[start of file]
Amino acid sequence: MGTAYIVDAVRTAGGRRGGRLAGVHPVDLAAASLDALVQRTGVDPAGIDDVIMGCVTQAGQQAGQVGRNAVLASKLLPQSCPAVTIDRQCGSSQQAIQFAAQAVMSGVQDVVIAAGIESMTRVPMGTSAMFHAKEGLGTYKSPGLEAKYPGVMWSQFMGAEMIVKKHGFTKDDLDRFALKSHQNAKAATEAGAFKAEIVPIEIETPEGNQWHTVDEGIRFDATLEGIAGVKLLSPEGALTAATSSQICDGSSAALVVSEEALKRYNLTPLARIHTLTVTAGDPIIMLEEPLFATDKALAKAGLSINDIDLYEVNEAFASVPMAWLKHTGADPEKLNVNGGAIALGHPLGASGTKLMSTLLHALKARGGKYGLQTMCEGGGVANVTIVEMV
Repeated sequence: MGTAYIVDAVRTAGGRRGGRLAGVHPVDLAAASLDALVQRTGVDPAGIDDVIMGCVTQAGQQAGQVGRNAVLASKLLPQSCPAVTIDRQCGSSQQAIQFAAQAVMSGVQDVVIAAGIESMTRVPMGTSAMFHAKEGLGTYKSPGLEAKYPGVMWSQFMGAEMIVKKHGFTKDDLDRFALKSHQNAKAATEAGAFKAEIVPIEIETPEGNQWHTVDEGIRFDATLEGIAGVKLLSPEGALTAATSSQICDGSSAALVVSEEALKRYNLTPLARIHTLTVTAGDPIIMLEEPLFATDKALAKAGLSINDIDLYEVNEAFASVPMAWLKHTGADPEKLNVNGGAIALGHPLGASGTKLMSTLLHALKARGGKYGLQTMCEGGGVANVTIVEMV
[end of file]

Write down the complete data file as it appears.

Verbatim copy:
Amino acid sequence: MGTAYIVDAVRTAGGRRGGRLAGVHPVDLAAASLDALVQRTGVDPAGIDDVIMGCVTQAGQQAGQVGRNAVLASKLLPQSCPAVTIDRQCGSSQQAIQFAAQAVMSGVQDVVIAAGIESMTRVPMGTSAMFHAKEGLGTYKSPGLEAKYPGVMWSQFMGAEMIVKKHGFTKDDLDRFALKSHQNAKAATEAGAFKAEIVPIEIETPEGNQWHTVDEGIRFDATLEGIAGVKLLSPEGALTAATSSQICDGSSAALVVSEEALKRYNLTPLARIHTLTVTAGDPIIMLEEPLFATDKALAKAGLSINDIDLYEVNEAFASVPMAWLKHTGADPEKLNVNGGAIALGHPLGASGTKLMSTLLHALKARGGKYGLQTMCEGGGVANVTIVEMV
Repeated sequence: MGTAYIVDAVRTAGGRRGGRLAGVHPVDLAAASLDALVQRTGVDPAGIDDVIMGCVTQAGQQAGQVGRNAVLASKLLPQSCPAVTIDRQCGSSQQAIQFAAQAVMSGVQDVVIAAGIESMTRVPMGTSAMFHAKEGLGTYKSPGLEAKYPGVMWSQFMGAEMIVKKHGFTKDDLDRFALKSHQNAKAATEAGAFKAEIVPIEIETPEGNQWHTVDEGIRFDATLEGIAGVKLLSPEGALTAATSSQICDGSSAALVVSEEALKRYNLTPLARIHTLTVTAGDPIIMLEEPLFATDKALAKAGLSINDIDLYEVNEAFASVPMAWLKHTGADPEKLNVNGGAIALGHPLGASGTKLMSTLLHALKARGGKYGLQTMCEGGGVANVTIVEMV